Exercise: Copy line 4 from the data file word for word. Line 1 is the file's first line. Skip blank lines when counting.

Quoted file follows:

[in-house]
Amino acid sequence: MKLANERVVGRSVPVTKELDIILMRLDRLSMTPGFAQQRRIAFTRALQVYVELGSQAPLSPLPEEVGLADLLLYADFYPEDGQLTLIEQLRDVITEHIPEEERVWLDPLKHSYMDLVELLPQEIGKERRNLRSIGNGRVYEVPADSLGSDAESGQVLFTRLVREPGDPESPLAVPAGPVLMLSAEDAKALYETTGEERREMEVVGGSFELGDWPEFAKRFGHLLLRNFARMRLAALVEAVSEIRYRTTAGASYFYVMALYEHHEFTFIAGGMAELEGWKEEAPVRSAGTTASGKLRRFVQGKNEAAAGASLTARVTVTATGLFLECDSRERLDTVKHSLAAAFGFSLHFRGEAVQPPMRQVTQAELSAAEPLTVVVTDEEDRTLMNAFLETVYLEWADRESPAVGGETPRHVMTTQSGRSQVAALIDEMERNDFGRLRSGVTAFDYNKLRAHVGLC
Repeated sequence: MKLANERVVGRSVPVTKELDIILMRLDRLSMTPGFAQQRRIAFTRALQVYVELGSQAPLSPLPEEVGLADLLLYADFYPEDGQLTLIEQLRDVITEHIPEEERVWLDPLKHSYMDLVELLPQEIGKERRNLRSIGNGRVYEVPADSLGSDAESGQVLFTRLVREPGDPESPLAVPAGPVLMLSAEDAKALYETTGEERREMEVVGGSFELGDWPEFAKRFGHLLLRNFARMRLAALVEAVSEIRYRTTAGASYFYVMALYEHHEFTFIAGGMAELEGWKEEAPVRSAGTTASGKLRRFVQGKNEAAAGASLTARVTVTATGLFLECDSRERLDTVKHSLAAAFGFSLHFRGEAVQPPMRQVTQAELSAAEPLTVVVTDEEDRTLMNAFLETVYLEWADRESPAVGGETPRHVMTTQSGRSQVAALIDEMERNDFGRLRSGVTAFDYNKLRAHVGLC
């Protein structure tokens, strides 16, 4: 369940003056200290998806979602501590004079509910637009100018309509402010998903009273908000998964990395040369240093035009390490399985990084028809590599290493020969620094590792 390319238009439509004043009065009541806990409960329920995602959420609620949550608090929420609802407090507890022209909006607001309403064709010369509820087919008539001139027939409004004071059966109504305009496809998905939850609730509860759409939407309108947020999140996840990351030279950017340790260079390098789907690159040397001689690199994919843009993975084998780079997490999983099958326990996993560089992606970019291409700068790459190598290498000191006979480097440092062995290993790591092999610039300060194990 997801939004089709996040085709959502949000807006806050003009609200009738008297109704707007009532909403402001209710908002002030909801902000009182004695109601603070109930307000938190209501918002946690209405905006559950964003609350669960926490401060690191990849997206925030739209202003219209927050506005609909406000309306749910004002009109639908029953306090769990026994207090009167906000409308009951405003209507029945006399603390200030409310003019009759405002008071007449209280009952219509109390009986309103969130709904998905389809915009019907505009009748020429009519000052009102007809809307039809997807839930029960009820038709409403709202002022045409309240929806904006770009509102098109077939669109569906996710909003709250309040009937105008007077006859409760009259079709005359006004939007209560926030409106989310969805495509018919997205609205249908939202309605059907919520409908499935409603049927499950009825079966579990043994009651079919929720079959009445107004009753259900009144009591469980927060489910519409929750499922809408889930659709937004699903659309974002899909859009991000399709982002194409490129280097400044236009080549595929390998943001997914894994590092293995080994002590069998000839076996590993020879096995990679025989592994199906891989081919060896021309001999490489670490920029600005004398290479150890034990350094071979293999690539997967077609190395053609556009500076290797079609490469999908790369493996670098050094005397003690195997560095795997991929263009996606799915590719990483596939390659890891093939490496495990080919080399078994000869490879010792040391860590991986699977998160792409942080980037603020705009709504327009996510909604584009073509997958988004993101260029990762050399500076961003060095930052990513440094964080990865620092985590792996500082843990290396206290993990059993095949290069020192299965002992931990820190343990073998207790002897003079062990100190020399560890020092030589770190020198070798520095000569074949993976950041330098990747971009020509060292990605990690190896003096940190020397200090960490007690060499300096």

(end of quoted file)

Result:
């Protein structure tokens, strides 16, 4: 369940003056200290998806979602501590004079509910637009100018309509402010998903009273908000998964990395040369240093035009390490399985990084028809590599290493020969620094590792 390319238009439509004043009065009541806990409960329920995602959420609620949550608090929420609802407090507890022209909006607001309403064709010369509820087919008539001139027939409004004071059966109504305009496809998905939850609730509860759409939407309108947020999140996840990351030279950017340790260079390098789907690159040397001689690199994919843009993975084998780079997490999983099958326990996993560089992606970019291409700068790459190598290498000191006979480097440092062995290993790591092999610039300060194990 997801939004089709996040085709959502949000807006806050003009609200009738008297109704707007009532909403402001209710908002002030909801902000009182004695109601603070109930307000938190209501918002946690209405905006559950964003609350669960926490401060690191990849997206925030739209202003219209927050506005609909406000309306749910004002009109639908029953306090769990026994207090009167906000409308009951405003209507029945006399603390200030409310003019009759405002008071007449209280009952219509109390009986309103969130709904998905389809915009019907505009009748020429009519000052009102007809809307039809997807839930029960009820038709409403709202002022045409309240929806904006770009509102098109077939669109569906996710909003709250309040009937105008007077006859409760009259079709005359006004939007209560926030409106989310969805495509018919997205609205249908939202309605059907919520409908499935409603049927499950009825079966579990043994009651079919929720079959009445107004009753259900009144009591469980927060489910519409929750499922809408889930659709937004699903659309974002899909859009991000399709982002194409490129280097400044236009080549595929390998943001997914894994590092293995080994002590069998000839076996590993020879096995990679025989592994199906891989081919060896021309001999490489670490920029600005004398290479150890034990350094071979293999690539997967077609190395053609556009500076290797079609490469999908790369493996670098050094005397003690195997560095795997991929263009996606799915590719990483596939390659890891093939490496495990080919080399078994000869490879010792040391860590991986699977998160792409942080980037603020705009709504327009996510909604584009073509997958988004993101260029990762050399500076961003060095930052990513440094964080990865620092985590792996500082843990290396206290993990059993095949290069020192299965002992931990820190343990073998207790002897003079062990100190020399560890020092030589770190020198070798520095000569074949993976950041330098990747971009020509060292990605990690190896003096940190020397200090960490007690060499300096």